How many times have you seen a movie or TV show and wondered: Why the hell did they make that? It's a common question, I know I've asked that myself many times. Driven by curiosity, I did a little thinking, and I came to realize that there are two basic drives behind Hollywood decision making: The Money Drive, and The Ego Drive.
Now I know that a bunch of you readers are sitting there going: "Hey, this yahoo left out the artistic drive!" True, and I must say that I'm insulted by being called a 'yahoo,' but, to explain myself, it takes ego to make art and consider it worthy of public consumption. Besides, this is Hollywood we're talking about, and art is not going to get a film made unless it appeals to someone's desire to either swell their wallet or their head.
THE MONEY DRIVE: It's often condemned by self-styled artists as akin to prostitution, but it is the backbone of the entertainment industry. It is essentially the desire to make money by making movies and TV shows that will appeal to the widest possible audience. A lot of the time it creates crap, diving for the lowest common denominator, and once they’ve found the bottom they usually start digging, but since 90% of all human creative endeavour produces crap, it's well within norms.
However, it is not a complete artistic wasteland. Perennially popular films – the ones that get hailed as classics, enjoy long lives at the box office and home re-watchings - do not aim for success via appealing to fads and the basest vulgar tastes, but instead aim for making an all important emotional connection with the audience through telling an entertaining story that the audience can understand and relate to. This can even include intelligent dramas that offer challenging ideas on controversial subjects, because people can accept controversy, and having their beliefs challenged, as long as they can relate to the story, find it entertaining, and not insulting.
THE EGO DRIVE: This can also be called The Ego/Snob Drive. It's basically where a film's makers don't aim for popular success, but the sort of praise bestowed by critics, festival audiences, and Academy voters. In fact, when it's all about the Ego Drive they actually want the film to fail at the box office. Because box-office failure allows them to play the martyr, slaughtered unjustly by the crude, vulgar, and base Philistines of the general public, because they had the "courage" to "speak truth to power."
Usually such talk is code for making a film that people didn't find entertaining, or challenging, just dull and preachy. However, Hollywood is all about spin and image, and if you spin your failure just right, you'll get invited to all the right parties, get unlimited critical praise (whether deserved or not) and use that image as the "courageous artiste" to get more deals to make more films that fewer and fewer people want to see. Because a lot of the folks who control the money; usually control other people's money, want to be called courageous, and artistic as well, and be one of the cool kids.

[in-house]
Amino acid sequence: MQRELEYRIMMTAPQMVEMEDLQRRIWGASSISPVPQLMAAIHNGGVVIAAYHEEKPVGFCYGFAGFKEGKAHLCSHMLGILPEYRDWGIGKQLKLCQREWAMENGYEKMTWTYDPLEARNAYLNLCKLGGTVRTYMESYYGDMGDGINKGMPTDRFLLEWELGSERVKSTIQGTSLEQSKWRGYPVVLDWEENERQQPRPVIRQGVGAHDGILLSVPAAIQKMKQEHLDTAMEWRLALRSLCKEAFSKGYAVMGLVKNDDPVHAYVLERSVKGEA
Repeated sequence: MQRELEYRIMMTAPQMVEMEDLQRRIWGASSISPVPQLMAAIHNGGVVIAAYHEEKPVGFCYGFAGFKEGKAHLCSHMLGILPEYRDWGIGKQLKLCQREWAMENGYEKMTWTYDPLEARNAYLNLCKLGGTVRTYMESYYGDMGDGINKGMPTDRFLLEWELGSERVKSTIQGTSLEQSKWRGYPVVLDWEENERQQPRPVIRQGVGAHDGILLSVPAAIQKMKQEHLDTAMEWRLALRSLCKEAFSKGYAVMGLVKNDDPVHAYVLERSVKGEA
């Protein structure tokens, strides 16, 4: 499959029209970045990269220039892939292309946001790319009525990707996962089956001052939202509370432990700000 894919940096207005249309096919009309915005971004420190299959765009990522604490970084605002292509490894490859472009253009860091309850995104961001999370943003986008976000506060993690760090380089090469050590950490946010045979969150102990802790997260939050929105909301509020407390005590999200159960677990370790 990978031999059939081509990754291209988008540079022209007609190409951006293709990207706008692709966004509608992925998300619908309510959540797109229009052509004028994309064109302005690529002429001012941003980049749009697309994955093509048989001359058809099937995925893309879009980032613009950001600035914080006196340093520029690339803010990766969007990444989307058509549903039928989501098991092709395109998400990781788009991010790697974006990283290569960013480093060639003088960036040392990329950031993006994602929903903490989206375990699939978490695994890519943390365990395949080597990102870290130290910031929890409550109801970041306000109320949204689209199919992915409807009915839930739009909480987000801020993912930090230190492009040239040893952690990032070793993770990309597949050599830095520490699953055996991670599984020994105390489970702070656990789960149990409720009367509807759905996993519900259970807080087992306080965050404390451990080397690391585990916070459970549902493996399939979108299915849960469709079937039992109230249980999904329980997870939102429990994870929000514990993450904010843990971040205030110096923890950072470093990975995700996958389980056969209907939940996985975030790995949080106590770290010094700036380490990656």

Studio executives used to work with a mixture of the money drive and the ego drive, but sans the snob element. Their ego was based mostly on commercial success of their pictures. It wasn't always in balance, with certain studios more interested in churning out as much product as possible, as cheaply as possible, putting out the occasional "A Picture" to appease the critics and win awards, while others insisted on a certain level of quality. They wanted to make movies to make money, but they wanted them to be well made movies that made money.
However things have changed.
Hollywood has become more isolated from the average moviegoer than ever before, and that isolation has spread into the executive suite. Glamour is blinding, and when the desire for acceptance by the glamorous replaces the desire for acceptance by the audience, the industry is screwed.
Sure executives can be fired if they lose enough money, but the threat isn't as terrible as it once was. How can a CEO fear being fired since their contract, which they wrote themselves, has a severance package that could feed Bangladesh for a year? Also, fired executives usually move on to similar or better positions at other companies, networks, or start their own production companies - usually, again, with other people's money.
So you get a widening divide between movie-makers and movie-goers, and it's starting to show in the revenue stream. Movie ticket sales are erratic, but usually trending downward, and becoming more and more centred on fewer and fewer franchises, network TV viewership is down, and people are turning away from mainstream entertainment, and going to the more niche-friendly lanes of cable specialty channels and the internet.
How can this be changed?
It's all about balance.
Hollywood must learn find a balance between the need for praise from their peers, and the need for money. My suggestion is looking for praise by producing quality movies that are also appealing to the general audience.
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